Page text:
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A thematic analysis exploring social and emotional aspects of self-understanding in adolescents on the autism spectrum.

Martin, Philip J. (2015) A thematic analysis exploring social and emotional aspects of self-understanding in adolescents on the autism spectrum. Doctoral thesis, University of Surrey.

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Abstract

People diagnosed with Autism Spectrum Conditions (ASC) are proposed to have characteristic social and communication difficulties and are considered to have a ‘mindblindness’ that positions them as unable to infer the thoughts and feelings of others as well as themselves. There is potential for this to impact upon processes associated with self-understanding. In light of this, eight adolescents (11-16 years of age) diagnosed with an ASC were interviewed to investigate their self-understanding. They were asked about what makes them who they are, their relationships with others, how this helps them make sense of themselves, and their experiences of emotions. The participants were recruited from a mainstream school in the South East of England that had a dedicated ASC unit. Data were analysed using thematic analysis and two superordinate themes and five subthemes were identified; Comparison to others is crucial for self-understanding and The ASC unit was a place where the participants could be who they wanted to be. Findings suggest that individuals recognised that they were different to others and actively positioned their difference as positive. The ASC unit also appeared to provide an environment for self-exploration, and the understanding and management of emotions. Implications for policy and clinical practice are discussed, including the recognition of the individual differences this population shows in the expression of emotion and how this relates to the elicitation of support. These individual differences are suggestive of a need for careful planning of individual support packages. It is also argued that the positioning of an ASC as positive by these participants is aided by the environment and peer relationships.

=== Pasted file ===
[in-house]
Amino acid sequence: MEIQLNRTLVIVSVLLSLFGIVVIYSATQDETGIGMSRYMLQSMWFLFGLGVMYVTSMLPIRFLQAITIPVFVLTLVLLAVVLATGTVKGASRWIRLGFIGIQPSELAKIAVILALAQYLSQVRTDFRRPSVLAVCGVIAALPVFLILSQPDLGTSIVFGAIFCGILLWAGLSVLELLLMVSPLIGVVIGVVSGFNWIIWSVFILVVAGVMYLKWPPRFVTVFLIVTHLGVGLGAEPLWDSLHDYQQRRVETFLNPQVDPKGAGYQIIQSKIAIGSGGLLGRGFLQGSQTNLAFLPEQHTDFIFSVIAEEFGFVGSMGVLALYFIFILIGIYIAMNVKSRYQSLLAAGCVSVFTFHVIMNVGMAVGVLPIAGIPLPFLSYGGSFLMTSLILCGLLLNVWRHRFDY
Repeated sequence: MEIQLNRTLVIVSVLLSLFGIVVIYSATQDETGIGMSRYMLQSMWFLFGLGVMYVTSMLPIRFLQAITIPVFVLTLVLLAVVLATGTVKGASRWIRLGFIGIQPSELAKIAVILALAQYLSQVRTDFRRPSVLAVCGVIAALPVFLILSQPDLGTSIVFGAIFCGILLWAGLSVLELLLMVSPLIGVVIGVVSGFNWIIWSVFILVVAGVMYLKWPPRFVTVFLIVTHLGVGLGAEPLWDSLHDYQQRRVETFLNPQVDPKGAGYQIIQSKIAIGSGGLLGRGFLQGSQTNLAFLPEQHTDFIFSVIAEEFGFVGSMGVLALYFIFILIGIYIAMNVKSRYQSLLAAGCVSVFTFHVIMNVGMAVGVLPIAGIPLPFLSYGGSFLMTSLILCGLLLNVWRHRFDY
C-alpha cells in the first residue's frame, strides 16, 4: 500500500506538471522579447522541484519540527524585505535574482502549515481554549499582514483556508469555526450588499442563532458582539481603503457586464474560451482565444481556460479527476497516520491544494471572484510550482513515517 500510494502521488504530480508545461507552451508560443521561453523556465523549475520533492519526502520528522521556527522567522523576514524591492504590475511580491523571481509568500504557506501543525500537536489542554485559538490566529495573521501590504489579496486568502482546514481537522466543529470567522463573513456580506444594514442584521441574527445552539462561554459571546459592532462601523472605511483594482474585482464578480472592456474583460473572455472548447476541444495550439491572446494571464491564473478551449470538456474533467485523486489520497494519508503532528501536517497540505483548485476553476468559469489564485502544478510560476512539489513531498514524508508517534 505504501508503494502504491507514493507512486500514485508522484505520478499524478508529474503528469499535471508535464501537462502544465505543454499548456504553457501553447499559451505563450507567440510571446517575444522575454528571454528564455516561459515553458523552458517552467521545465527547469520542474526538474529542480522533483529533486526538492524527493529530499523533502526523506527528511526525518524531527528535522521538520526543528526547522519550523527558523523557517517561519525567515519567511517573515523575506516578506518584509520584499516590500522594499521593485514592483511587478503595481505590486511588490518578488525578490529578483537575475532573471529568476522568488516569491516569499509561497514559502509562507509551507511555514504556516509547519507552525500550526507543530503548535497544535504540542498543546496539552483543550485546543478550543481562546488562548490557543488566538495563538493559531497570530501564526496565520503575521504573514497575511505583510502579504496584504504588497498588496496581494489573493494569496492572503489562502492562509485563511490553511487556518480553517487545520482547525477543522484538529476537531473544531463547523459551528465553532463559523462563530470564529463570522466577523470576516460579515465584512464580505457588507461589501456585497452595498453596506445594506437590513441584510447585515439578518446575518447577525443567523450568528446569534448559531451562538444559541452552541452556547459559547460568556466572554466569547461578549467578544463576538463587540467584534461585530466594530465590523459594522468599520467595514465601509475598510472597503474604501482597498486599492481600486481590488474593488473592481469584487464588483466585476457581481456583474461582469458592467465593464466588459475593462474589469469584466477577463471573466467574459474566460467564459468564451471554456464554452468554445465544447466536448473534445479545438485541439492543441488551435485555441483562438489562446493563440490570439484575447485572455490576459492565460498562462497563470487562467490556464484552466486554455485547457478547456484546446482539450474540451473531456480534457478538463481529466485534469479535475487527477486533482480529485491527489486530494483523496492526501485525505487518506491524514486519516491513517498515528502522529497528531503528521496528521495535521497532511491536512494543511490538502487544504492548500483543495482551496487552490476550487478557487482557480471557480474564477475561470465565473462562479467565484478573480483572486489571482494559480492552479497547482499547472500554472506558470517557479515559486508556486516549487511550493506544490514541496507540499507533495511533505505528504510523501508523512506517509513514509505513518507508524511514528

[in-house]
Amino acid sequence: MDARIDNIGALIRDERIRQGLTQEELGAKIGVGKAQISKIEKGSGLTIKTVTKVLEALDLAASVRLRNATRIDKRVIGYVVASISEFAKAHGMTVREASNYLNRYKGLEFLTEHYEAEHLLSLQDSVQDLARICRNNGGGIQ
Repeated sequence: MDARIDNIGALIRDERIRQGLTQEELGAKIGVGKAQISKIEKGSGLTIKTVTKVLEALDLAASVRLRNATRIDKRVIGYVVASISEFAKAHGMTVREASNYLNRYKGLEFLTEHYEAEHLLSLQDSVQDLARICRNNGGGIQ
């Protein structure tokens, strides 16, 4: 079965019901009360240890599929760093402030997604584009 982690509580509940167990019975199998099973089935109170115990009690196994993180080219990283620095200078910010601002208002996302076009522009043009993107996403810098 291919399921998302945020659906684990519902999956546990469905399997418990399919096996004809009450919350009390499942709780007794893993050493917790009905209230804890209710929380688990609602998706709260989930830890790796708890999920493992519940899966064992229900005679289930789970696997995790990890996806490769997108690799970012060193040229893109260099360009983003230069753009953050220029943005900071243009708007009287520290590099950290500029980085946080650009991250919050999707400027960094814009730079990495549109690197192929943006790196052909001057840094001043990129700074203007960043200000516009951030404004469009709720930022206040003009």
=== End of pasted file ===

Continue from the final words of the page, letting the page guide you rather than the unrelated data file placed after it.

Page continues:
Item Type: Thesis (Doctoral)
Divisions : Theses
Authors :
AuthorsEmailORCID
Martin, Philip J.philmartino55@yahoo.co.ukUNSPECIFIED
Date : 30 November 2015
Funders : Surrey and Borders NHS Foundation Trust
Contributors :
ContributionNameEmailORCID
Thesis supervisorGleeson, Katekate.gleeson@surrey.ac.ukUNSPECIFIED
Thesis supervisorWilliams, Emmae.i.williams@surrey.ac.ukUNSPECIFIED
Depositing User : Philip Martin
Date Deposited : 01 Dec 2015 09:11
Last Modified : 01 Dec 2015 09:11
URI: http://epubs.surrey.ac.uk/id/eprint/809117

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